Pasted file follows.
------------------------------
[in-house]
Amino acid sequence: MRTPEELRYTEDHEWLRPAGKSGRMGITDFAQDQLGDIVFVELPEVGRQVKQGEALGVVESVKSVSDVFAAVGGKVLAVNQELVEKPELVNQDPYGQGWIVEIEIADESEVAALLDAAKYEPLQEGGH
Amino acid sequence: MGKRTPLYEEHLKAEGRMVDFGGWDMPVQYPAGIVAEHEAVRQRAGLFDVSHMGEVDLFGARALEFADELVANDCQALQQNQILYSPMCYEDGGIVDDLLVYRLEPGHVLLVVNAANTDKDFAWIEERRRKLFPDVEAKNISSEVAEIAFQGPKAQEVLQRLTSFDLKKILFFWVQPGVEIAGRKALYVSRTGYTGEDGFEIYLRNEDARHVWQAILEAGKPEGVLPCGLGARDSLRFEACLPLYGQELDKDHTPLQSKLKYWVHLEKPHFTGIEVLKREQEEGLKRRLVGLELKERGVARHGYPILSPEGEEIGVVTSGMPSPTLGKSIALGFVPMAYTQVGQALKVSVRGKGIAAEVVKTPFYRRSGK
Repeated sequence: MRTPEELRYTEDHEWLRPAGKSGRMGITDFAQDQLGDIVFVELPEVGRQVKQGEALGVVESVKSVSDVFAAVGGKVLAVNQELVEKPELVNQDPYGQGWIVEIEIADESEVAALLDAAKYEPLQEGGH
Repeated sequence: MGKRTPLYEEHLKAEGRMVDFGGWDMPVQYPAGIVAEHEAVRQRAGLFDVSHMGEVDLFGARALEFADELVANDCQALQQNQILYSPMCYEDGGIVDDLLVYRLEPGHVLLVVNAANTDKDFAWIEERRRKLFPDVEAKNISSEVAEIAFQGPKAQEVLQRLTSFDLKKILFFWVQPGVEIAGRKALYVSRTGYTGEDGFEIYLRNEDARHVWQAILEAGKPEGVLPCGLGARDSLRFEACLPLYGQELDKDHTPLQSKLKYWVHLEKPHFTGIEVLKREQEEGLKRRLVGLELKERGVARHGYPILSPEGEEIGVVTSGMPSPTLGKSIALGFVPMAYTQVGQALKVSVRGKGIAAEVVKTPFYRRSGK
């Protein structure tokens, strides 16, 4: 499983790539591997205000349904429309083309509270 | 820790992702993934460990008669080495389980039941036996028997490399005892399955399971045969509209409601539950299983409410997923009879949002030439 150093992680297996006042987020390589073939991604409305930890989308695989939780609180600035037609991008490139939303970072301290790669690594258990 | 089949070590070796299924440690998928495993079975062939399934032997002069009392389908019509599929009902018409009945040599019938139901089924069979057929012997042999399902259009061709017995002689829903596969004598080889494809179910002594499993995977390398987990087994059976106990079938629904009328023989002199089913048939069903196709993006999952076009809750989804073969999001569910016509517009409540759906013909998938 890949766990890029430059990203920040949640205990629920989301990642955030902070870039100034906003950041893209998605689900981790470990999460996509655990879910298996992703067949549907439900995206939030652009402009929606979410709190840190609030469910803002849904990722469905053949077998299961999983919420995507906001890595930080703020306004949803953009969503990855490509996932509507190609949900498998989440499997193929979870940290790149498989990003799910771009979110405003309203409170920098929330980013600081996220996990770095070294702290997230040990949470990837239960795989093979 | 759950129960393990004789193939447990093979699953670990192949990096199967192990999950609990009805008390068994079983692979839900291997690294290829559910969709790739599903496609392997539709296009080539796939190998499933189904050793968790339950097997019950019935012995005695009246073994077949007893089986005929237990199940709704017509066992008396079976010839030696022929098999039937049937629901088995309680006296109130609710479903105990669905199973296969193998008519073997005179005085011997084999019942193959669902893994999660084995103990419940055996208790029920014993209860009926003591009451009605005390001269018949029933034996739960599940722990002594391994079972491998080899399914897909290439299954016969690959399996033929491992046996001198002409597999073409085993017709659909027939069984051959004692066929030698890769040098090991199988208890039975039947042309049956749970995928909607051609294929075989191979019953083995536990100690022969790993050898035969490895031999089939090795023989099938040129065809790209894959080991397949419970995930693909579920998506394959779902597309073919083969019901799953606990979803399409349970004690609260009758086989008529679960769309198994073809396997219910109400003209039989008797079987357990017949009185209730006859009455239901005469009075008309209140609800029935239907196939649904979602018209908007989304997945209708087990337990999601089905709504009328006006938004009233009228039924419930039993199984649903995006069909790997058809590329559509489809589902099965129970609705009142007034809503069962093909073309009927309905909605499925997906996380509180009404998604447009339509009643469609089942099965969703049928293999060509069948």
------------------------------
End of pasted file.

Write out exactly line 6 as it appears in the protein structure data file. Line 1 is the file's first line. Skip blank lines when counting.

């Protein structure tokens, strides 16, 4: 499983790539591997205000349904429309083309509270 | 820790992702993934460990008669080495389980039941036996028997490399005892399955399971045969509209409601539950299983409410997923009879949002030439 150093992680297996006042987020390589073939991604409305930890989308695989939780609180600035037609991008490139939303970072301290790669690594258990 | 089949070590070796299924440690998928495993079975062939399934032997002069009392389908019509599929009902018409009945040599019938139901089924069979057929012997042999399902259009061709017995002689829903596969004598080889494809179910002594499993995977390398987990087994059976106990079938629904009328023989002199089913048939069903196709993006999952076009809750989804073969999001569910016509517009409540759906013909998938 890949766990890029430059990203920040949640205990629920989301990642955030902070870039100034906003950041893209998605689900981790470990999460996509655990879910298996992703067949549907439900995206939030652009402009929606979410709190840190609030469910803002849904990722469905053949077998299961999983919420995507906001890595930080703020306004949803953009969503990855490509996932509507190609949900498998989440499997193929979870940290790149498989990003799910771009979110405003309203409170920098929330980013600081996220996990770095070294702290997230040990949470990837239960795989093979 | 759950129960393990004789193939447990093979699953670990192949990096199967192990999950609990009805008390068994079983692979839900291997690294290829559910969709790739599903496609392997539709296009080539796939190998499933189904050793968790339950097997019950019935012995005695009246073994077949007893089986005929237990199940709704017509066992008396079976010839030696022929098999039937049937629901088995309680006296109130609710479903105990669905199973296969193998008519073997005179005085011997084999019942193959669902893994999660084995103990419940055996208790029920014993209860009926003591009451009605005390001269018949029933034996739960599940722990002594391994079972491998080899399914897909290439299954016969690959399996033929491992046996001198002409597999073409085993017709659909027939069984051959004692066929030698890769040098090991199988208890039975039947042309049956749970995928909607051609294929075989191979019953083995536990100690022969790993050898035969490895031999089939090795023989099938040129065809790209894959080991397949419970995930693909579920998506394959779902597309073919083969019901799953606990979803399409349970004690609260009758086989008529679960769309198994073809396997219910109400003209039989008797079987357990017949009185209730006859009455239901005469009075008309209140609800029935239907196939649904979602018209908007989304997945209708087990337990999601089905709504009328006006938004009233009228039924419930039993199984649903995006069909790997058809590329559509489809589902099965129970609705009142007034809503069962093909073309009927309905909605499925997906996380509180009404998604447009339509009643469609089942099965969703049928293999060509069948």